Despite a low qualifying position, everyone knows that you can never write off Rossi – especially in front of an adoring home crowd with grandstands literally painted in the bright Rossi yellow colour. Unfortunately, the promise of a comeback was short-lived as he had an incident with the Suzuki of Johan Mir on Lap 8 and then dropped back before crashing out soon after. Interestingly, Rossi had some rather biting things to say about the Yamaha bike – “The problem is that the Yamaha has always been the same for 3 years. I’m not looking for miracles. They continue work in Japan, but I don’t know what to expect regarding development.”

Rossi’s teammate Maverick Vinales once again had a poor opening to the race, spiralling down the order once again (something he has become infamous for this season). Luckily, he was able to redeem himself and fought back to a P6 finish. Although it may not be the blockbuster result he would have liked, Vinales needs to consistently bring some strong results for the team.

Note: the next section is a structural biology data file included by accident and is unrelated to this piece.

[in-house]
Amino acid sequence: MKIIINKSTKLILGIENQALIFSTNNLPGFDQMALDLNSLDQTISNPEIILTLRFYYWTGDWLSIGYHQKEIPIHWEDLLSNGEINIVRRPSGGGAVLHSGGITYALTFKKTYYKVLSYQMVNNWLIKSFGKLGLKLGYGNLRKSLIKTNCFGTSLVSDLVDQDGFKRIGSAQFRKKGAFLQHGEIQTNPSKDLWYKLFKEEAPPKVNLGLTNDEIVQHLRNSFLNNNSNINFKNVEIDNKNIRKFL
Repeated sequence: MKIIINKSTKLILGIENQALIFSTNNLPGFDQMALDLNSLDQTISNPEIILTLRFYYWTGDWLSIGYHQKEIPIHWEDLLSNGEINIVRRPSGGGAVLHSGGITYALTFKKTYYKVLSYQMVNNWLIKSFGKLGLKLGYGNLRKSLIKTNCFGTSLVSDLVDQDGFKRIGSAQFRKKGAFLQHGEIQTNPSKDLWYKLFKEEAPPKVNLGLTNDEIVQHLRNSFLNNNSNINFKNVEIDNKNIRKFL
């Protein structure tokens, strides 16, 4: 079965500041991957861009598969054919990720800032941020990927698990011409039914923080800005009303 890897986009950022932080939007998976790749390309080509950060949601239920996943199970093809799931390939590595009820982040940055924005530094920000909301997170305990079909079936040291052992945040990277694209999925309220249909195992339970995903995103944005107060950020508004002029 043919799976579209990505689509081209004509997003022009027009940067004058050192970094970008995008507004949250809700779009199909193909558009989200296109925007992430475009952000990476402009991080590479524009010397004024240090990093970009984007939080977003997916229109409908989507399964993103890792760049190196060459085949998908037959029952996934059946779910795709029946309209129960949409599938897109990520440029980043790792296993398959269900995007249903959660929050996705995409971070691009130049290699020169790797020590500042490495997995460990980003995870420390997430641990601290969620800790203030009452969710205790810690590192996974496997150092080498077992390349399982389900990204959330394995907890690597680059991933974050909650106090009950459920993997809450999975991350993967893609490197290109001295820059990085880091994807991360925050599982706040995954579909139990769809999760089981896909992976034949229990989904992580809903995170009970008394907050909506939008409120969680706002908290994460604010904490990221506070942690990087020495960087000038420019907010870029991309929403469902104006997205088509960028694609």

It was a special race for Takaaki Nakagami of LCR Honda, who finished in P5 and bagged his best MotoGP finish ever. He even passed his more-experienced teammate Cal Crutchlow on the way to his result.

Jorge Lorenzo had yet another disappointing race, finishing P13. Our hearts go out to the rider, who has been relegated to being little more than Marquez’s struggling teammate. Lorenzo recently made an interesting statement that Honda is reluctant to change due to Marquez’s success – “Obviously he’s winning, five from six [titles], so they [Honda] don’t let you change so much, no? They keep winning with Marc.” How much longer before Lorenzo finally managed to come to his own, or at least keep up with his talented teammate? Will Honda lose patience before that happens?